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Featured Movie Reviews

Hidden Figures


The true definition of a crowd-pleaser, HIDDEN FIGURES delivers a powerful history lesson with passion, excitement, strong dramatic elements and humor.

We meet three female African-American mathematicians in the early 1960's, working hard at NASA and unappreciated for their abilities.

Taraji P. Henson (Person of Interest) plays real-life math genius Katherine Watson. We get glimpses of Katherine as a child, with a very unique and brilliant mind. She's a terrific mother and widower married to her work at NASA.

She shares a ride to work everyday with Dorothy Vaughn (Octavia Spencer, "The Help") who strives to be a supervisor but finds the early 60's no place for advancement and young Mary Jackson (Janelle Monae, "The Equalizer") whose tolerance for the blatant racism of the day is at its end.

We meet Kevin Costner as Al Harrison, the NASA senior manager in charge of beating the Russians into space.

The film does a great job weaving the true story of these women and their accomplishments through the over-arching story of America's space race in the early sixties.

President Kennedy has made it clear that the USA must lead the way and NASA is literally inventing the science and math to make that dream a reality.

The recreations of NASA, the launches and the famous people along the way are terrific to watch. The blatant racism of the day is also recreated in depth, making us shake our heads as we realize this happened in our life times. (well some of our lifetimes anyway...LOL)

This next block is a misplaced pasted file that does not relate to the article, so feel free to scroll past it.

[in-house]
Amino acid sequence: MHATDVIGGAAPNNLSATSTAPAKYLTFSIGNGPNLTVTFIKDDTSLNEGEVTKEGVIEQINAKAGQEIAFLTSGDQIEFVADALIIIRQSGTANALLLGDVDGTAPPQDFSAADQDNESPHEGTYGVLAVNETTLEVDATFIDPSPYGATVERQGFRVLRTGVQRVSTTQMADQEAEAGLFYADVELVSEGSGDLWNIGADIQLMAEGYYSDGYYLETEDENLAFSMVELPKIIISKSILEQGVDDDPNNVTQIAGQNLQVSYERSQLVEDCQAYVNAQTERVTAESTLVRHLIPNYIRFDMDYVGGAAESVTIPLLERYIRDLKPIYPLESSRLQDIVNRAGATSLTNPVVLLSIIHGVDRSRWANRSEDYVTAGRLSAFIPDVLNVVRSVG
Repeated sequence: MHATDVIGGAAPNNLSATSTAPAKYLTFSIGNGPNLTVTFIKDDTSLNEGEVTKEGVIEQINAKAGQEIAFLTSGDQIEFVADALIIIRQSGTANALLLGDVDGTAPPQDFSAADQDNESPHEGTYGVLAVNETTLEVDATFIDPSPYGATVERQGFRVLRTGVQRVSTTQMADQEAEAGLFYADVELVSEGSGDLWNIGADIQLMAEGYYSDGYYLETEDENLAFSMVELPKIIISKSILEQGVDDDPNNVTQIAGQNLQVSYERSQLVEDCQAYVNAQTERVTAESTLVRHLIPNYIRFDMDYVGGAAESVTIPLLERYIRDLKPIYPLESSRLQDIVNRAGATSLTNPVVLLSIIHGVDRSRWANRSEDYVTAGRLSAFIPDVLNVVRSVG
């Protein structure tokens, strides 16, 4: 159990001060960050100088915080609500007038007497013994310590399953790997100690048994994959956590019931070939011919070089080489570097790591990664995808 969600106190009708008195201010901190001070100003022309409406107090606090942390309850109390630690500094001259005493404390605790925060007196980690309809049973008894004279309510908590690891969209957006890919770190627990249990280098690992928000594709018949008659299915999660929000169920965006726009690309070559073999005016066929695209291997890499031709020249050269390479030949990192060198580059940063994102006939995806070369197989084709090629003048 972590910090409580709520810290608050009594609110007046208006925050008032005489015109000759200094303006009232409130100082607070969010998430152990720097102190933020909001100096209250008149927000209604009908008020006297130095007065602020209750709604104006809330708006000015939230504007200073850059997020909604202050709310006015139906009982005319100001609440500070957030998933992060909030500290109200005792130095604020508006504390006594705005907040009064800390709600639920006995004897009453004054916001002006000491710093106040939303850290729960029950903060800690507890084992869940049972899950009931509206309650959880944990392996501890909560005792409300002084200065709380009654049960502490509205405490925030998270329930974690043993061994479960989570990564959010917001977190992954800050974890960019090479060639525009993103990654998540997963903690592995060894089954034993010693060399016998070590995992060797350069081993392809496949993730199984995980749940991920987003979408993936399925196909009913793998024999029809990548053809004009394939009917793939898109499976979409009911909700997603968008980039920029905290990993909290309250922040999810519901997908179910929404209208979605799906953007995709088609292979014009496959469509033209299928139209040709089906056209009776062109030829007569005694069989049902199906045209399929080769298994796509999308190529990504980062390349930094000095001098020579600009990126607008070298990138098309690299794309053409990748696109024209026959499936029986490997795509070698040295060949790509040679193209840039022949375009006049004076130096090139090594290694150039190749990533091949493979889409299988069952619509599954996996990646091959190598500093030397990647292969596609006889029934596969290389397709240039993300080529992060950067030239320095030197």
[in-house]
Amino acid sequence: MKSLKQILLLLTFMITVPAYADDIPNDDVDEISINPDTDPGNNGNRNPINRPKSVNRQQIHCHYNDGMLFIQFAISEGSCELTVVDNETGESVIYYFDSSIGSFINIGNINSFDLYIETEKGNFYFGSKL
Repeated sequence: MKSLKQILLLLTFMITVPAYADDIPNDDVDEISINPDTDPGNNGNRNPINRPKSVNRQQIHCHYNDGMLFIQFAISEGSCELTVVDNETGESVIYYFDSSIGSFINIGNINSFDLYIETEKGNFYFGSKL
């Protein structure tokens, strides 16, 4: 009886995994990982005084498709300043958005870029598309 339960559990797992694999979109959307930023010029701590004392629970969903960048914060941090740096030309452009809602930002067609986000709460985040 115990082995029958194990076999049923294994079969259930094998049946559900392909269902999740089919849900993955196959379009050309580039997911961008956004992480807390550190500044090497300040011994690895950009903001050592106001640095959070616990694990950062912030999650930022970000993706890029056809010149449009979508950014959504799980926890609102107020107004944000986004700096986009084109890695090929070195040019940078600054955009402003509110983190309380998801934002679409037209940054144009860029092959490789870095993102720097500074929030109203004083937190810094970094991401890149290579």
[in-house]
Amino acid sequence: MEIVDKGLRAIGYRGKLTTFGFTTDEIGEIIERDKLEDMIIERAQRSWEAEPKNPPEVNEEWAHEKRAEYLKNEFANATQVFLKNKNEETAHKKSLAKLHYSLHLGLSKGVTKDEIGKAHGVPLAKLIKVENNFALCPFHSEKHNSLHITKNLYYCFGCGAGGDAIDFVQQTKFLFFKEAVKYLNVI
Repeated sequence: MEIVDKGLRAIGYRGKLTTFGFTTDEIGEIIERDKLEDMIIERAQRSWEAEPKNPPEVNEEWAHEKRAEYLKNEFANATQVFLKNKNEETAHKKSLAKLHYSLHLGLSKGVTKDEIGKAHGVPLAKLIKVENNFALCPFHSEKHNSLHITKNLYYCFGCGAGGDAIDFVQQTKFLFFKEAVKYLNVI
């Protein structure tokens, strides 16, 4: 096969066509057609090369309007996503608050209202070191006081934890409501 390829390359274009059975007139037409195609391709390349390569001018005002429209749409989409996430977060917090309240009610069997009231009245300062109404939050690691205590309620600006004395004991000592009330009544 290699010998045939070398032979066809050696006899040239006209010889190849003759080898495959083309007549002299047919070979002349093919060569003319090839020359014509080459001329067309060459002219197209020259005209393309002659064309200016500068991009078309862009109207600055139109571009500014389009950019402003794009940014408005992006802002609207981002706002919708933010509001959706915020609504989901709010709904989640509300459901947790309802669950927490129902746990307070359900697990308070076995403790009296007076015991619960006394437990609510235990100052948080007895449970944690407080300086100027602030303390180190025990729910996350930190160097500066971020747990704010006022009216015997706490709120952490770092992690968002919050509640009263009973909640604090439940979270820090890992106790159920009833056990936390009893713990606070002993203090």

The segregation battles fought by these women is startling.

The fact that its a true story makes it especially enjoyable as you see this trio of trailblazers making a difference.

Jim Parsons (The Big Bang Theory) plays against type as a supervisor unwilling to bend to tomorrow, Mahershala Ali (House of Cards) is excellent as an Army Colonel with his eyes on one of our trio and Kirsten Dunst plays well against type as Dorothy's supervisor that you can watch wrestling with the equation of 60's womens and racial rights in the workplace.

Glen Powell (Everybody Wants Some) is a standout as John Glenn, making me forget Ed Harris as Glenn in "The Right Stuff" for two hours and that's high praise.

Henson, Spencer and Monae nail every scene, providing as much detail in their everyday lives as they do their workplace efforts.

Costner is his stalwart, terrific self as their color blind supervisor with one goal in mind.

A massive box-office hit against its $25 million budget with $170 million in tickets sold, its proof that Americans will come out for a well told, original story.

These women are American heroes in every sense. HIDDEN FIGURES gets an A.

Stay tuned at the end for some powerful moments detailing the lives of these women after the years portrayed in the film. Inspiring.

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